Bryan Murray Speaks On Tim Murray’s Day

Talking to Ian Mendes on TSN 1200's 'The Drive', Senators GM Bryan Murray addressed the Tim Murray GM hiring in Buffalo and the Senators' plans to handle the loss.

To listen to the full interview, you can do so downloading the link here or by listening to the embedded stream at the bottom of this post.

Normally, I'd include my thoughts in bold, but I was going to work on a separate Tim Murray post, so this will have to suffice. 

On his initial reaction Tim Murray leaving the organization and at what point he knew it was certain the organization would lose him…

“Oh, probably a few days back, but until a contract is officially signed, it’s hard to know for sure. Other things come into play, but I talked to Tim late last night and after he had his final meeting with ownership and Pat LaFontaine, it was confirmed. I think I had a feeling that he was their man now for the last few days, at least. I think it was a little premature as far as the media were concerned because they were announcing it a while ago, but I think the last three or four days from my point of view (when I knew).”

On the organization’s perspective on handling employees who have a chance to leave and giving them that opportunity, but whether there is any hesitancy to allow them to leave for a division rival…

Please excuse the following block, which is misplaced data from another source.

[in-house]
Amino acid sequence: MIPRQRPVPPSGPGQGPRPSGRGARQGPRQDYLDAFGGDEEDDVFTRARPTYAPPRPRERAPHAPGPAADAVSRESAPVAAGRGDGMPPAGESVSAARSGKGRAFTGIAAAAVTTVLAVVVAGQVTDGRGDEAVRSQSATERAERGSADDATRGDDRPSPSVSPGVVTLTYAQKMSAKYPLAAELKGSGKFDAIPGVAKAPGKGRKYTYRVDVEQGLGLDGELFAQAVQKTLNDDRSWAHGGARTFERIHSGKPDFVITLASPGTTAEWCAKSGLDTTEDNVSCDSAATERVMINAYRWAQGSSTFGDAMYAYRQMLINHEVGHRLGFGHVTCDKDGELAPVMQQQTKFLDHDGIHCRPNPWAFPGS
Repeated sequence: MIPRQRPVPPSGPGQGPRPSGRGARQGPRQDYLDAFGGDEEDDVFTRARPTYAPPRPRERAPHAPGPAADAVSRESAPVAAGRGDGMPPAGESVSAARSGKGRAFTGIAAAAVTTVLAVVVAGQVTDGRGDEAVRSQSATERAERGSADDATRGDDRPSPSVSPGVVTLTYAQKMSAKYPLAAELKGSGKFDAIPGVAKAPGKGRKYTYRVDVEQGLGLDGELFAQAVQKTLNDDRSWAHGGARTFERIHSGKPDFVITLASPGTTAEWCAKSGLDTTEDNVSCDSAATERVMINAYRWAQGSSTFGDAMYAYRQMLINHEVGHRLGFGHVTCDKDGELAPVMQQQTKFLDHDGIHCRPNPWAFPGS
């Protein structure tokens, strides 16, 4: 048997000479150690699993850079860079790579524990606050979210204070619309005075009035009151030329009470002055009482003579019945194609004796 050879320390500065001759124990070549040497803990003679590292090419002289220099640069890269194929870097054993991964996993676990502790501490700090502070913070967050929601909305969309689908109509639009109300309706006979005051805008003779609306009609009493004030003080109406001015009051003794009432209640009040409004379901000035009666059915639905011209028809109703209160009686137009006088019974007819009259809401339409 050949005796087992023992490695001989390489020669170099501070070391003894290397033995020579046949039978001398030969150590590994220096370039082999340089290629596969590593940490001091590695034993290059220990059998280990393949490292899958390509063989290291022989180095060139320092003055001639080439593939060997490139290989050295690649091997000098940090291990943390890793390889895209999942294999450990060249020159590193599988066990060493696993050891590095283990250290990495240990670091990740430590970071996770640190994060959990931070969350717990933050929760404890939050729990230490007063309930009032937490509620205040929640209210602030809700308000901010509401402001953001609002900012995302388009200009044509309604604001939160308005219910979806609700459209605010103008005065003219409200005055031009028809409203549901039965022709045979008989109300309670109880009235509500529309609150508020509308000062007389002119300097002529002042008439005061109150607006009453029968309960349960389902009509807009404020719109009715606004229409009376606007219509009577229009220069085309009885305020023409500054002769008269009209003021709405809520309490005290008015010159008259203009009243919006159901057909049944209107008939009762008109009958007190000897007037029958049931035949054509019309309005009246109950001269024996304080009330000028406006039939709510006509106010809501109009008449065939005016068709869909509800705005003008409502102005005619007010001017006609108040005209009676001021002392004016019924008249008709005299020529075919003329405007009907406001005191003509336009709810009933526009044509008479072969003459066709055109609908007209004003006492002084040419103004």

“Well, of course. I know Tim’s capabilities. He’s been loyal, a good worker, a very strong evaluator, and a big part of my career in the NHL. He’s been with me for probably 17 of his 18 years in the league or thereabouts. He started with me in Detroit as a part-time guy in the first year and grown into a very important and valuable member of the staff; a guy that I counted on a great deal as far as talking about and evaluating players- whether it be the draft or trades or whatever it may be. It’s always difficult to let that kind of person leave your organization. In turn, part of our life in the NHL and responsibility… it’s not responsibility, that’s not the right word… but part of our criteria, as far as I’m concerned, is to help young people on their path to be at the highest possible position. And when Pat LaFontaine asked me permission to start with, Mr. Melnyk was onboard with me and we thought that you’re not in a position to be standing in the way of anybody and we certainly didn’t want to do that. At the end of the interview process, and they went through a lot of candidates, Tim was the guy and I’m proud of that. I think it’s a great achievement for him. It’s certainly something that shows what the Ottawa Senators are all about as well and the type of staff that we have here.”

On whether there was ever a succession plan in place in which Tim would ever take over for Bryan as GM of the Ottawa Senators…

“Well, I think he would have been considered like anybody else, but I don’t think there was a plan per se. I think there was a time that that was a possibility, but it’s like anything else in our lives. There’s only 30 of these jobs in the world and when something crops up immediately and you get a chance to take it, you probably should take it.”